Solving Eqs. **1**−**8** by optimizing the social welfare function (*W*) yields a path of all variables. We then define the SCC at time *t* as*t*, and the denominator is the marginal welfare impact of a unit of aggregate consumption in period *t*; this gives the third term of Eq. **9**, in which the SCC equals the economic impact of a unit of emissions in terms of *t*-period consumption as a numéraire. In actual calculations, we take a discrete approximation to Eq. **9**. Note that the SCC is time-indexed because the marginal damage of emissions changes over time.

We have estimated the SCC in the DICE-2016R model for several alternative scenarios. These scenarios reflect differing assumptions about policy and discounting. The units are 2010 US international dollars (that is, in PPP) per metric ton of CO_{2} and are expressed in terms of consumption in the given year.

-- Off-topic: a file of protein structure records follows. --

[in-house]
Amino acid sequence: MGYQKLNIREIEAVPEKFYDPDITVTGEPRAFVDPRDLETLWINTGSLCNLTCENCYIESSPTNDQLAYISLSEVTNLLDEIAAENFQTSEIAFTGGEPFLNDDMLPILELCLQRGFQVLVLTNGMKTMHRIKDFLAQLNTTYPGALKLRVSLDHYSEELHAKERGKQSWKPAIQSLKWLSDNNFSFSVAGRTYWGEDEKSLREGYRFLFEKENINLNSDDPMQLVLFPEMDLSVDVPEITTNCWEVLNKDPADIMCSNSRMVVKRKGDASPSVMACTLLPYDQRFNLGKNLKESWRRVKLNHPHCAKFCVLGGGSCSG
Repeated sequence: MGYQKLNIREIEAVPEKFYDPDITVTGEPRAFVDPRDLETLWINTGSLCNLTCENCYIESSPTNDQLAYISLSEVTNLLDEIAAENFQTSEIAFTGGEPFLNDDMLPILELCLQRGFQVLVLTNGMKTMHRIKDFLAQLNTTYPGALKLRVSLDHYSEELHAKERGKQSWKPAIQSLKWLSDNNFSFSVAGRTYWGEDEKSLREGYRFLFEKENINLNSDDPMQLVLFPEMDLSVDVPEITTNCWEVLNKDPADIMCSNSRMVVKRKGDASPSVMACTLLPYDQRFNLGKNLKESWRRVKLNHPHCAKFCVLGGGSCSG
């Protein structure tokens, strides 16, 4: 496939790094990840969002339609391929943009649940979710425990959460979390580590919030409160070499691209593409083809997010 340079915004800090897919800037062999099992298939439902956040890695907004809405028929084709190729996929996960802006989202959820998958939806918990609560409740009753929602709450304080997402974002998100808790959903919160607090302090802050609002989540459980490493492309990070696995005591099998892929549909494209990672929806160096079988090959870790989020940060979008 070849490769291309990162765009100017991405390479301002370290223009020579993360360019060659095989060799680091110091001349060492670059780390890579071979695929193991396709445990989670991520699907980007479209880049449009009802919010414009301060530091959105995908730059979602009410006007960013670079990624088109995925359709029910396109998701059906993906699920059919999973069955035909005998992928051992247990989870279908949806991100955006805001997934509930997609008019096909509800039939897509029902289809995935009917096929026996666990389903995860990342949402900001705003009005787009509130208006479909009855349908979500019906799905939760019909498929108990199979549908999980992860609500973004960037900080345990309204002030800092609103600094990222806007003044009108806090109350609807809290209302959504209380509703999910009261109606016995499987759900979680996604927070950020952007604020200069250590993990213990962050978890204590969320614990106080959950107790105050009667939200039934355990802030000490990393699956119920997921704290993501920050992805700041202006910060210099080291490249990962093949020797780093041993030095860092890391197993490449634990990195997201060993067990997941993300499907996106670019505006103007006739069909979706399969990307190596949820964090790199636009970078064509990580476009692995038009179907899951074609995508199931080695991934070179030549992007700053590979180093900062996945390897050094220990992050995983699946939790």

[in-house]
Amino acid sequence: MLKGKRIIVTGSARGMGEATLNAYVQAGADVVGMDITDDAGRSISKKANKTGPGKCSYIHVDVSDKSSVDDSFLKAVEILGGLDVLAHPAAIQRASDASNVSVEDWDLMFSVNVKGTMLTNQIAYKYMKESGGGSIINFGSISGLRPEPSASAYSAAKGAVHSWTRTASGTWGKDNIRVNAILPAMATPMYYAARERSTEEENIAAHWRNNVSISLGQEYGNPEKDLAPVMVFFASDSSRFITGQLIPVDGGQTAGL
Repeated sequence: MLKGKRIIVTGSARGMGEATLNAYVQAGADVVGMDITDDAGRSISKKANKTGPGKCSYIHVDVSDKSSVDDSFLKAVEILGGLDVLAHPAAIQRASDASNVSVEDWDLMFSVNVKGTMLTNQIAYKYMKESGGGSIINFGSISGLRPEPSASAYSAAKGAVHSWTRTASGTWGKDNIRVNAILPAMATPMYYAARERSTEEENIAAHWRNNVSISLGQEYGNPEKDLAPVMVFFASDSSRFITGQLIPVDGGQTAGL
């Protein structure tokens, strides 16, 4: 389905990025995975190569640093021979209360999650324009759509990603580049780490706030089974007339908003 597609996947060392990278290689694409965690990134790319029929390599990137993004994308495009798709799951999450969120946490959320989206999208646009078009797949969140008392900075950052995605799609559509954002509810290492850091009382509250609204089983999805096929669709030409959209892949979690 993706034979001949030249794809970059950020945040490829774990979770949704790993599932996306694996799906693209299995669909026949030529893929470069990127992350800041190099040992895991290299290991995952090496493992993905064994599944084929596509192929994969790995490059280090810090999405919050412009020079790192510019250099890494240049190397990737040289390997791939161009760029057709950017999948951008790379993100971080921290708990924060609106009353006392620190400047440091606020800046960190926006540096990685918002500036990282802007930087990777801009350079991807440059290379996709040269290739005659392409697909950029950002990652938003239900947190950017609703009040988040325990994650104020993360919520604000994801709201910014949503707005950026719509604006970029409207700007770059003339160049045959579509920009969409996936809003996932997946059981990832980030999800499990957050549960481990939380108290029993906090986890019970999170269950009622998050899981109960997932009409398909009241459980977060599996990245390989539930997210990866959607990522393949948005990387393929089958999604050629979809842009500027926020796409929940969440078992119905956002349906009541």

### SCC for Standard DICE Model Parameters.

The central cases for the SCC are shown in the first two rows of Table 1. The first row shows the estimate for the standard DICE model with baseline or current climate policy. The SCC figure here is $31.2 per ton of CO_{2} for emissions in 2015, with the value rising at 3% per year in real terms through 2050. The SCC along an optimized path, shown in row 2, is slightly lower than the baseline path. The difference between the two cases is small because marginal damages change relatively little between the optimal and baseline case.

### Alternative Estimates.